Ian Buruma: China’s Best Hope
In terms of its immediate impact, it is true that Charter 08 will hardly make a ripple in the pond of Chinese politics. The government will not even discuss the Charter’s ideas, let alone do anything to implement them. But this is no reason to call it irrelevant. In 1977, few people would have predicted that Havel would one day preside over a Czech democracy. He and his fellow dissidents were a tiny minority, too. A liberal-democratic China may not come soon, but after Charter 08 no one can deny that many Chinese desperately want it.
The expression of this desire is especially important now that the world is gripped by a terrifying economic crisis. Widespread economic distress is never without political consequences. Xenophobic populism is on the rise in Europe. President Barack Obama will have a difficult time curbing resentful protectionism in the United States. Japanese might revert to angry nationalism. Nowhere, however, are the political and social consequences of an economic slump more potentially destabilizing than in China.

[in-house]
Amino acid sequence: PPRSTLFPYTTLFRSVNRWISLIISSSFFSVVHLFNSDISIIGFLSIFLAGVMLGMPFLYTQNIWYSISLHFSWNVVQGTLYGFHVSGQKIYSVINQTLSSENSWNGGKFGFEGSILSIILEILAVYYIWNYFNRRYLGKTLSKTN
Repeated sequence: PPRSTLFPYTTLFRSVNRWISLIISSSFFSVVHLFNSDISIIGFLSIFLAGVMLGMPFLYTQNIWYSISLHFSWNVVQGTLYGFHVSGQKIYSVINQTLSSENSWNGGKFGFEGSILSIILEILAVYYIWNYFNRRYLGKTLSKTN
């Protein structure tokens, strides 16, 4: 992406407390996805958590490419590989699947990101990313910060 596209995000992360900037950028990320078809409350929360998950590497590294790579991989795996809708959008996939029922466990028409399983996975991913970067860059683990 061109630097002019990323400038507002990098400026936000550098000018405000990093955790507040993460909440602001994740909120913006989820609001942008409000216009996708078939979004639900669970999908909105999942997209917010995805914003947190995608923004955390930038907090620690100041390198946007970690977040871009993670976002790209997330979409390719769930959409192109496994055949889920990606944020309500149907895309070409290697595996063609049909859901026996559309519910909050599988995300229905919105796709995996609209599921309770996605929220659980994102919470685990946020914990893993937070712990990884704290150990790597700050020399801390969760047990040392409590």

This is because the Chinese Communist Party’s monopoly on power can be justified only by continued rapid economic growth, without which workers and farmers will lose their jobs, and the urban middle classes their chance of increasing prosperity. The economic boom is the only source of legitimacy that the one-party state has left.